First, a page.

Debt Exchange will affect banking sector confidence; let’s be careful – ISSER boss
Jan 2, 2023 8:25 PM
The Director of Institute of Statistical Social and Economic Research (ISSER), Professor Peter Quartey, has warned that the government’s debt exchange programme would lead to a lack of confidence in the banking system.
The programme launched on December 5, 2022 is intended to restructure the country’s debt which has reached unsustainable levels.
Speaking to Joy Business, Professor Quartey said the programme would lead to more people keeping their monies at home rather than at the banks.
“What is happening with the debt exchange is going to affect confidence in the banking system. In the 70s and 80s when government said those with ¢50 note should bring to the banks and there were interference with the banking system, a lot of people kept their monies at home and the banking system actually suffered. We are going back to those days”.
“Now people don’t not know where to invest their monies. I meet several people asking me now what is save to invest my money, where do I go? I think we ought to be careful with this debt exchange programme”, he explained.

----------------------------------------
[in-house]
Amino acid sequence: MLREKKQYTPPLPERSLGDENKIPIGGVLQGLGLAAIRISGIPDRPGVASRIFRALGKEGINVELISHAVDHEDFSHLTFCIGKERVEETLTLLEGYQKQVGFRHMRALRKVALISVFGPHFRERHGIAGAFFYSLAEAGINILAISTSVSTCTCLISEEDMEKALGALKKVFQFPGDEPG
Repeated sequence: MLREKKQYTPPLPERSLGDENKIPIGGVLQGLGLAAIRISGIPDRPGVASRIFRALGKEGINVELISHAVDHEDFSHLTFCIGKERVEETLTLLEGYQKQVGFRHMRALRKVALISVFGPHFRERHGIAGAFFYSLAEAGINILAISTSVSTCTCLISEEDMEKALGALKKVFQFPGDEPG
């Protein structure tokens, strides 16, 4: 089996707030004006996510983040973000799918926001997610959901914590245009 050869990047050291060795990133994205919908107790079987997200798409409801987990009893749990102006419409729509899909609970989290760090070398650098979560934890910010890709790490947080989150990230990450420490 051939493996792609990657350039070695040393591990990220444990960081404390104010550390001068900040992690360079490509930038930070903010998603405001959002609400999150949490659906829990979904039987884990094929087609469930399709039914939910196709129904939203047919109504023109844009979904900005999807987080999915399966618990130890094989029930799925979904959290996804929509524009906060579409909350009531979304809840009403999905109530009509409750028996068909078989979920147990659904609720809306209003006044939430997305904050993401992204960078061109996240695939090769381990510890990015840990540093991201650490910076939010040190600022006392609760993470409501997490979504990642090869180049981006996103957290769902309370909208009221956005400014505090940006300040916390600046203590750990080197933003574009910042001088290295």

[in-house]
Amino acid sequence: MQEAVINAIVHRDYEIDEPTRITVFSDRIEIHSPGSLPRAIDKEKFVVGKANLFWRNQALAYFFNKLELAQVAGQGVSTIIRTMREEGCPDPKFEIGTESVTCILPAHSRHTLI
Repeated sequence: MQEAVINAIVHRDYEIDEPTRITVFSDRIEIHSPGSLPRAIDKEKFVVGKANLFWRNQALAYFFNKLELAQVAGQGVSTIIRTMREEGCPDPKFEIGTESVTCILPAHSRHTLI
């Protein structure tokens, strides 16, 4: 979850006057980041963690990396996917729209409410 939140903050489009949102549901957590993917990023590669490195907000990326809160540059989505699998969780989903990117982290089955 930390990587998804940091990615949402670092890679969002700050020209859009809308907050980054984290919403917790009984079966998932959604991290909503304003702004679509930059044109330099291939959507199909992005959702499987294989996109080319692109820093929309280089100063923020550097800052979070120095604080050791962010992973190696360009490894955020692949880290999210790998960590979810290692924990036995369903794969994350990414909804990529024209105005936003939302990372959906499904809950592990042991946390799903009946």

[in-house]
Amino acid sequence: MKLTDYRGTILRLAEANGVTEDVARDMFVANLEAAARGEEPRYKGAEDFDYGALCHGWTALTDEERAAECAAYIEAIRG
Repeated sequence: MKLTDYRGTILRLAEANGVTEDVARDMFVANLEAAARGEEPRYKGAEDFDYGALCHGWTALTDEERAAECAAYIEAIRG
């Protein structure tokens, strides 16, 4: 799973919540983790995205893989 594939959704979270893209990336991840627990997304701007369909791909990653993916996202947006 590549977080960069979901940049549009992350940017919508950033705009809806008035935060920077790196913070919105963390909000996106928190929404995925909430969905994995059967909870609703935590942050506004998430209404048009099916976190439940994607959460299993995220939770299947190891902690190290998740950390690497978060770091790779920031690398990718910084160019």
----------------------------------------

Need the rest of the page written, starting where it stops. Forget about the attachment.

Professor Quartey continued that if government is providing a stabilization fund for banks as a buffer, it should also be able to also provide the same for individual bondholders and others who will be affected by the debt exchange programme.
“The banks there is a stabilisation fund, what about the individuals, the pensioners, the poor, the many people who have bought bonds, those who have bought this unit trust and all that? What happens to them? Is there anything to mitigate the cost of adjustment, the cost of this policy? We are not told.
The renowned economist also called for a communication plan to inform investors of the status of the programme at every point in time.
“In a crisis situation, you need a crisis communication plan. If you have that plan, as soon it happens, whom do I engage, at what point, what to do? We need to deplore and have that plan and deplore as and when crises arise. Unfortunately, we have not done that”.
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